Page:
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Features Live Action Movies

Nobody Leaves Alive
(Ninguém Sai Vivo Daqui)

Director – André Ristum – 2023 – Brazil – Cert. none – 86m

****

After a woman is incarcerated in Brazil’s notorious Colonia psychiatric hospital simply because she is pregnant outside of marriage, her hold on reality starts to disintegrate – premieres in the Critics’ Picks Competition at the 27th Tallinn Black Nights Film Festival

Lovingly shot in a stylish black and white that both makes the whole thing feel like a dream and detracts from any sense of reality, this opens with a young woman being bundled by two men into what looks like a cattle truck. Inside the truck are other people, and the group is clearly being sent somewhere specific.

Once off the train they are frogmarched down a country track, through some wrought metal gates of late 19th / early 20th Century design and into a hallway where they are separated into men and women and the women (since it is one woman’s story we are following here) are taken to a large, tiled room and hosed down by two women, the younger of whom is Laura.

Then the woman we are following is taken for interview with a man who denies he’s a doctor. Her name is Elisa, and she explains there’s been some sort of mix-up.… Read the rest

Categories
Art Documentary Exhibitions Features Live Action Movies

Tokyo Stories

Director – David Bickerstaff – 2023 – UK – Cert. 15 – 90m

*****

Japan generally and Tokyo specifically are viewed through that city’s art and photography – out in UK, Irish and worldwide cinemas on Tuesday, May 23rd

The refreshing thing about this latest entry in producer Phil Grabsky’s excellent Exhibition On Screen series is that it breaks the mould. Like Vermeer The Greatest Exhibition (David Bickerstaff, 2023), it is centred around a particular art exhibition, in this instance 2022’s Tokyo: Art + Photography show at Oxford’s Ashmolean Museum. That event sought to give a perspective on the country of Japan generally and the city of Tokyo specifically through its art, both historical and contemporary. The Ashmolean is well-placed to do this, given that it already houses a wide-ranging, historical Japanese collection. Sadly, it means that if this film whets your appetite and makes you want to visit the exhibition, you can’t then do so because it’s been and gone. In a way, though, that’s not so dissimilar from the Vermeer exhibition, which had sold out before the documentary about it appeared.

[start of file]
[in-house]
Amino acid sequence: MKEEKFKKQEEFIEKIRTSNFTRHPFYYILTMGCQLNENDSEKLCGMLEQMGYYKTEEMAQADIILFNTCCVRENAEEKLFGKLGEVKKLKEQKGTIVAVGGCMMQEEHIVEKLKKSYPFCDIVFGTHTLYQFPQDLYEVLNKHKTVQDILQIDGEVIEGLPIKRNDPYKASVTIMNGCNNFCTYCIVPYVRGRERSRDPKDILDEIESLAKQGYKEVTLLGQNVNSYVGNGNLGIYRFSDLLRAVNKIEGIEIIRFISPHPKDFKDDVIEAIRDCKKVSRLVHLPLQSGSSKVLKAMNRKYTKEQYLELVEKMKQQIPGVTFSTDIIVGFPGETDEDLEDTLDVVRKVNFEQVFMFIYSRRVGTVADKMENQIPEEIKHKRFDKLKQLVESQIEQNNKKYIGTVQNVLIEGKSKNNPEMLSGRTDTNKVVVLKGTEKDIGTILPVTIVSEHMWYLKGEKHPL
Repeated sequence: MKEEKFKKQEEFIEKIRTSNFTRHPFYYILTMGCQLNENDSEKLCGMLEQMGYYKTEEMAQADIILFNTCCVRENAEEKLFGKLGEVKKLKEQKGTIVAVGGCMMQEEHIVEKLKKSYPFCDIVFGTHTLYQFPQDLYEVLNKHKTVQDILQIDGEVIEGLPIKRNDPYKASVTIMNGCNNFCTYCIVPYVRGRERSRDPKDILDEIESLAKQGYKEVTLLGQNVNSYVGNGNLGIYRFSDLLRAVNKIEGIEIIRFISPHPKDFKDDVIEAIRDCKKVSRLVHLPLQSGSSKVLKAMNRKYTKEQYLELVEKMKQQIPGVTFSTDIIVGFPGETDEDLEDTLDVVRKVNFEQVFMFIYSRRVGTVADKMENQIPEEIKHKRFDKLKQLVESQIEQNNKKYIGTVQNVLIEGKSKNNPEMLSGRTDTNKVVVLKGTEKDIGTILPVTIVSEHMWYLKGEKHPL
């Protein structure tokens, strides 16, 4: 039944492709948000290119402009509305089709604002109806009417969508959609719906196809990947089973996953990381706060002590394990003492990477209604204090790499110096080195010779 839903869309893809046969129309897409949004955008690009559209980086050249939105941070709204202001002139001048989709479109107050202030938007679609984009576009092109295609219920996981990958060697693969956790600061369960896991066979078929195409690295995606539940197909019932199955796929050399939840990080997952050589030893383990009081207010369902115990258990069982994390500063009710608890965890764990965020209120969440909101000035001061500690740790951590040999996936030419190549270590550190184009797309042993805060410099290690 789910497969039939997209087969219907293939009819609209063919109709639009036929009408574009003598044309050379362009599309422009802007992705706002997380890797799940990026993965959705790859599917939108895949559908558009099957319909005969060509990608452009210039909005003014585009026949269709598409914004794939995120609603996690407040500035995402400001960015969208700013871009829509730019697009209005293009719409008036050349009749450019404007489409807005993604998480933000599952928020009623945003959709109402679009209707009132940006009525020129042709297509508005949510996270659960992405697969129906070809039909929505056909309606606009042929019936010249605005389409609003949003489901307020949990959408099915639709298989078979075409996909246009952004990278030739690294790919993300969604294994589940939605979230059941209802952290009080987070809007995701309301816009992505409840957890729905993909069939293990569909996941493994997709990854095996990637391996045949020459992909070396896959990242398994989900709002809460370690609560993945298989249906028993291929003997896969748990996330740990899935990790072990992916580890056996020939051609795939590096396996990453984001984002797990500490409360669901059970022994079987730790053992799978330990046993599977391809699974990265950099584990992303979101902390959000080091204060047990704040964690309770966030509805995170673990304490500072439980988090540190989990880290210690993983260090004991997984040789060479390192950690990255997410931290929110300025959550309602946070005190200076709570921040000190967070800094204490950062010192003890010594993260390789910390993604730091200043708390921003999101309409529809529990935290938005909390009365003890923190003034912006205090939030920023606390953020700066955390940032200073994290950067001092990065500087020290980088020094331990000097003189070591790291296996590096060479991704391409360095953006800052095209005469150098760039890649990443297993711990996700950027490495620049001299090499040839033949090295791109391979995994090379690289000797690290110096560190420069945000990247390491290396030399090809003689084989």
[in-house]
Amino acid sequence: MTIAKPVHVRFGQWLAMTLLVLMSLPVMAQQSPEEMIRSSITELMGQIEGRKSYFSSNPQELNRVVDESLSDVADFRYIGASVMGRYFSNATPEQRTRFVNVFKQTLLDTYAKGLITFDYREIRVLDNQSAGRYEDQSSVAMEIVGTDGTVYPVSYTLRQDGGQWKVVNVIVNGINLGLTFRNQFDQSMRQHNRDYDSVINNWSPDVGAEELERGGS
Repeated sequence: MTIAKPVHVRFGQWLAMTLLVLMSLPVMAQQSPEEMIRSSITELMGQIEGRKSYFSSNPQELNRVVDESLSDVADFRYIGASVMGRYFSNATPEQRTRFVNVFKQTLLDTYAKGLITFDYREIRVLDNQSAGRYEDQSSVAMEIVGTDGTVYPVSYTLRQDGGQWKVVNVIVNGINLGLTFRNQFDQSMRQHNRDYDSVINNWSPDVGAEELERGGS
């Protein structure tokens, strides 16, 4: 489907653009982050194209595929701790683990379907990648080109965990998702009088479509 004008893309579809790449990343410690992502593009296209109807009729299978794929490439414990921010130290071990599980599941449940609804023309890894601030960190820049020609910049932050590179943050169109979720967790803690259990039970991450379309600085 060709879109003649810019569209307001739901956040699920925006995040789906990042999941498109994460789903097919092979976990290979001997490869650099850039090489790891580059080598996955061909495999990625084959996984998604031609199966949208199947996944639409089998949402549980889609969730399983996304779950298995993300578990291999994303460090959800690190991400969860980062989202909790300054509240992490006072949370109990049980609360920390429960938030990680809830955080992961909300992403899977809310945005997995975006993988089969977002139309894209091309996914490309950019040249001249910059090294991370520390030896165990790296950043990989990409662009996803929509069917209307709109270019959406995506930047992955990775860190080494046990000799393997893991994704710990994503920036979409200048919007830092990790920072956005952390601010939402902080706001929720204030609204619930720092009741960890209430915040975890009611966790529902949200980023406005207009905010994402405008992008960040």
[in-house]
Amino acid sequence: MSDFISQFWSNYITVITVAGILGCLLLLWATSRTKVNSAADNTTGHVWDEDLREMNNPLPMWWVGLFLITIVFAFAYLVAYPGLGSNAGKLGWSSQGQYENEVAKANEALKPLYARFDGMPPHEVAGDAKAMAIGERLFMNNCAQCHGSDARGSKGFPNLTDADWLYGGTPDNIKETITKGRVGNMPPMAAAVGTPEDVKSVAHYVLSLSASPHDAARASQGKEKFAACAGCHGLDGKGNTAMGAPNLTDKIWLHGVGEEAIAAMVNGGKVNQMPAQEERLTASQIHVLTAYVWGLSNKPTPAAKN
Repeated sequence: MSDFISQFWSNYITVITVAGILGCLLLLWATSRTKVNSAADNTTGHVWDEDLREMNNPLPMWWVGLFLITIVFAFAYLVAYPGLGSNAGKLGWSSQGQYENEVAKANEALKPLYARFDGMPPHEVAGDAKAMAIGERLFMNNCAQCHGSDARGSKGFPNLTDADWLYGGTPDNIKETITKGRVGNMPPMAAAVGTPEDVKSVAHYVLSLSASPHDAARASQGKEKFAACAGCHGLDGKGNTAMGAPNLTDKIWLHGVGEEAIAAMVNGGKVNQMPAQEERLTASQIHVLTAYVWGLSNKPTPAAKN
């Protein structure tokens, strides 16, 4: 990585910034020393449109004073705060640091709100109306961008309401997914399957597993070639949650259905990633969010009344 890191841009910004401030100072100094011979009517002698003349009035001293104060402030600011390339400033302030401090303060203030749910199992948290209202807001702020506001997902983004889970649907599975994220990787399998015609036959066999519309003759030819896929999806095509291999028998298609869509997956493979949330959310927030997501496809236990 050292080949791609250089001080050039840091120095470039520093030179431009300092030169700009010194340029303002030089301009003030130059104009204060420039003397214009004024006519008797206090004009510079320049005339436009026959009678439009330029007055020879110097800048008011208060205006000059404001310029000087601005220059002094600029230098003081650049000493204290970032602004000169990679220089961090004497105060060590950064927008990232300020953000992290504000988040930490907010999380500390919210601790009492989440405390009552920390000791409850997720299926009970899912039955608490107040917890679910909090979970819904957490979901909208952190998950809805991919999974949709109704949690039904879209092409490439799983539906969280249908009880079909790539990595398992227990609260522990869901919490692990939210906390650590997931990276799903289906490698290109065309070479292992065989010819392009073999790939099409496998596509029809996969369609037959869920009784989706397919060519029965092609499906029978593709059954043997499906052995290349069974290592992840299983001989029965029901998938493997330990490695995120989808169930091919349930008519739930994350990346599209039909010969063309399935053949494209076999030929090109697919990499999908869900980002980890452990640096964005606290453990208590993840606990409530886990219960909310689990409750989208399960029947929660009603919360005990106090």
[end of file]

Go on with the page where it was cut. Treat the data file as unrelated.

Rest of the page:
While the film is swift to acknowledge areas of Japanese culture as diverse as manga (one of the first shots of Tokyo features a giant image of manga and anime favourites Dirty Pair) and traditional Japanese music (a stringed and a woodwind instrument are shown being played by musicians without any explanation or even naming of the instruments), such elements remain largely in the background.… Read the rest

Categories
Features Live Action Movies

Plan 75

Director – Chie Hayakawa – 2022 – Japan – Cert. 15 – 113m

**1/2

Dystopian drama Plan 75 posits a plan whereby Japanese people can voluntarily have themselves terminated after age 75 and examines some of the resultant social fallout – out in UK cinemas and on Curzon Home Cinema from Friday, May 12th

Sedate classical piano music is playing on the soundtrack. The image – out of focus, could be looking down a corridor. After a long wait, a man in a T-shirt and jeans walks, in focus, into picture foreground. There appears to be blood on his arm and he is carrying a shotgun. Ahead of him, as it now comes into focus, the corridor floor is sparsely scattered with objects: a cup and a bowl, an old person’s walking stick with four legs, something else which we can’t quite make out. He washes at the sink. Another corridor – a fallen walking stick, a pair of slippers, an abandoned bathrobe or perhaps a towel, a collapsed, half-folded wheelchair, wheel still spinning. T-shirt and jeans with shotgun descends the stairs. After a contentious voice over, T-shirt and jeans waits a long while, then points the barrel of the shotgun at his head and uses his feet to pull the trigger.… Read the rest